American corporations are sinking deeper into debt.
As their debt loads mount, which has been happening to a frightening degree in the last decade, companies will find it more difficult to expand and modernize their facilities.
The bottom line is jobs, the political watchwork of the 1980 presidential campaign.
The growing inefficiency of much of American industry has been recognized by economists and politicians alike. That's what the so-called reindustrialization debate is all about.
Without a vastly more efficient and expanded industrial plant, the United States will find it nearly impossible to provide the high-paying manufacturing jobs that were the bulwark of the U.S. economy for most of the century and that promise economic prosperity for many lower-income citizens.
For the deeper a company gets into debt -- and the shorter-term that debt becomes -- the harder it is to expand during periods of good times because it is that much harder to maintain the debt load during bad times.
Henry Kaufman, the chief economist for Salomon Brothers whose prescient forecasts of interest rates have made him Wall Street's latest guru, said that corporations face an "unprecedented" and perhaps unachievable challenge: "restoring balance sheets to some reasonable level of normality."
In a recent study, Kaufman and his colleagues James McKeon and David Foster noted that at the start of the 1960s equity -- stock and retained earnings -- accounted for two-thirds of the capitalization of manufacturers. Today equity accounts for only half.
"The extraordinary volume of debt financing has overwhelmed additions to equity. The growth of equity was behind debt in the second half of the '60s. The next decade, however, witnessed an alarming widening of this gap. For nonfinancial corporations, market debt alone grew more than $620 billion, while total liabilities (including bank loans) rose $900 billion, more than double the $420 billion . . . additions to equity."
Furthermore, companies have been finding it more difficult to sell long-term debt -- bonds -- and have been relying upon their banks, the commercial paper market and other sources of short-term money.
But the more a company relies upon debt, the more exposed it becomes to adversity and the shorter the term of that debt, the greater the exposure.
When times get tough, a company can omit a dividend or dip into its retained earnings. The company must keep up payments on its long-term bonds, but it has to continuously refinance its short-term borrowings.
As a company gets deeper in debt, an ever-growing share of its income must go to pay off its creditors.
In 1973, manufacturing companies as a whole had earnings about 6.1 times greater than their interest payments. In 1979 -- which in terms of the usual business cycle is equivalent to 1973 in being at the end of an expansion -- that ratio had fallen to 4.4 times.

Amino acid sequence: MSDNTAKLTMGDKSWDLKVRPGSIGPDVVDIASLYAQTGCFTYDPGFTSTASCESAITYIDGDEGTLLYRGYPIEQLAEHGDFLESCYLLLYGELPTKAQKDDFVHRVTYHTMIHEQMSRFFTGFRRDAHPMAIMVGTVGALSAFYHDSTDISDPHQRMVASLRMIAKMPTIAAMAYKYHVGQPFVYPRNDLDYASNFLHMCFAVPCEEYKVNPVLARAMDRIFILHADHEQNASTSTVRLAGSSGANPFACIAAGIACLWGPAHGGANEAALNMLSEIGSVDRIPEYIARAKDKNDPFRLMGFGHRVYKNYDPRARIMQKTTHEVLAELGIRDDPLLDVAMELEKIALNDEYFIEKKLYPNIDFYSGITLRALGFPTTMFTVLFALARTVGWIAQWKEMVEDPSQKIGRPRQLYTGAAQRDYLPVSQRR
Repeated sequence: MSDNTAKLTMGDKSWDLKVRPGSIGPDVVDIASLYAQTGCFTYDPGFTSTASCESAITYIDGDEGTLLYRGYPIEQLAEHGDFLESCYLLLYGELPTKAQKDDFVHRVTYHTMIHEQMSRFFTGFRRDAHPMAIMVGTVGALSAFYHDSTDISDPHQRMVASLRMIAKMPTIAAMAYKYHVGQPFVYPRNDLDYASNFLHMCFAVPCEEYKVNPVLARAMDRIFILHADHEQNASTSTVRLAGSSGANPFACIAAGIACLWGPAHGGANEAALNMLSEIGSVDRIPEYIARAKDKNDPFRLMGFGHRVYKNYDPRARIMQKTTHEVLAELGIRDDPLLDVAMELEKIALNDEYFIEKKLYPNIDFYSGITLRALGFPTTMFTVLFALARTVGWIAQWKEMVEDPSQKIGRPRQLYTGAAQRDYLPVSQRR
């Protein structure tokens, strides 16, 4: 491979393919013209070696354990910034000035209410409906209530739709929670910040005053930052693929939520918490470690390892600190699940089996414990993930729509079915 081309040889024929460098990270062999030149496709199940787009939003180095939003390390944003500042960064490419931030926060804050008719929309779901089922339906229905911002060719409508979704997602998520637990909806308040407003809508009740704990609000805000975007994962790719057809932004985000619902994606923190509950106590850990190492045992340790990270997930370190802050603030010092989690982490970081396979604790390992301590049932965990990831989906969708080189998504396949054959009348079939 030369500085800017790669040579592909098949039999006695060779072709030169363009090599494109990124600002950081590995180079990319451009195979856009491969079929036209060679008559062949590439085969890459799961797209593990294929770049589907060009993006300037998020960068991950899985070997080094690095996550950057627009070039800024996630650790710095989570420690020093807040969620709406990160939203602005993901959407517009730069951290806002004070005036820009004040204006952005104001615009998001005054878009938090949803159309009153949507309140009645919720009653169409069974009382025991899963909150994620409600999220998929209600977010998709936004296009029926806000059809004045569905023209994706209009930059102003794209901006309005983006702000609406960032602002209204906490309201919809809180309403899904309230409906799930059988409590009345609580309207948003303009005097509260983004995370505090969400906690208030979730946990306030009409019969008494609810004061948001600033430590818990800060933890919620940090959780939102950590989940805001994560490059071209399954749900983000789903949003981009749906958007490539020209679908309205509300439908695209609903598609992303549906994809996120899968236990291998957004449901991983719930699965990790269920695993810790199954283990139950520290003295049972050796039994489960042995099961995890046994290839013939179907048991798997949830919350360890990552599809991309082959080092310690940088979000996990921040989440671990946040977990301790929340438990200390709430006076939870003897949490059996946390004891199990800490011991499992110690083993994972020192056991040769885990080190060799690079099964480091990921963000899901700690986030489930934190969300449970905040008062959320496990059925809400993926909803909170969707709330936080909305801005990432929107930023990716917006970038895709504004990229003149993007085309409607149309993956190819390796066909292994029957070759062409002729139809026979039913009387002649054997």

But things are worse than they seem, Kaufman contends. The manufacturing sector of the economy includes the oil industry, one "whose capitalization has for long been higher in equity than most others and which has not suffered the same degree of deterioration that most have. . . . When this industry is excluded from the calculations, the balance sheets of nonpetroleum manufacturers are found to be even more seriously deficient in equity capitalization."
As business cycles run their normal course, companies usually fluctuate from being what economists call "liquid" -- that is cash-rich and clear of most short-term debts -- to being heavily in debt.
Companies are deepest in debt at the end of an economic boom. During the end of a recession and the beginning of a recovery, companies sell stocks and bonds in order to pay off the short-term debt.
Corporations have been issuing bonds at a record pace since May. But with interest rates coursing up again and bonds becoming more difficult to sell, companies have been moving back into the short-term market.
"But even if that proves short-lived, it would take well over a year of monthly public bond calendars exceeding $6 billion each, heavy private placement volume and unprecedented repayments of short-term debt merely to restore" corporate balance sheets to their best levels of the 1975-79 boom, Kaufman said. But the 1975-79 period was weak compared with the 1960s and 1950s, when the nation's industrial establishment was in good shape.
But because investors, shaken by the bond market collapses of recent years, are skeptical about investing their money in long-term securities and because the federal government is borrowing in the long-term market more than it did in 1975 and 1976, such a performance by corporations is unlikely, Kaufman said.
There are no magic solutions to the problem, although an end to inflation -- which would give investors the confidence to invest in long-term debts and stock again -- is the usual nostrum. An end to inflation, however, does not seem in the cards.
In the meantime, while politicians talk about reindustrializing America, building $12 billion jobs programs or granting tax incentives to businesses to invest, they must come to grips with the corporate debt overload.
A faster tax writeoff will be an inducement to step up investment only as long as a company does not substantially boost its debt exposure to take advantage of that tax incentive.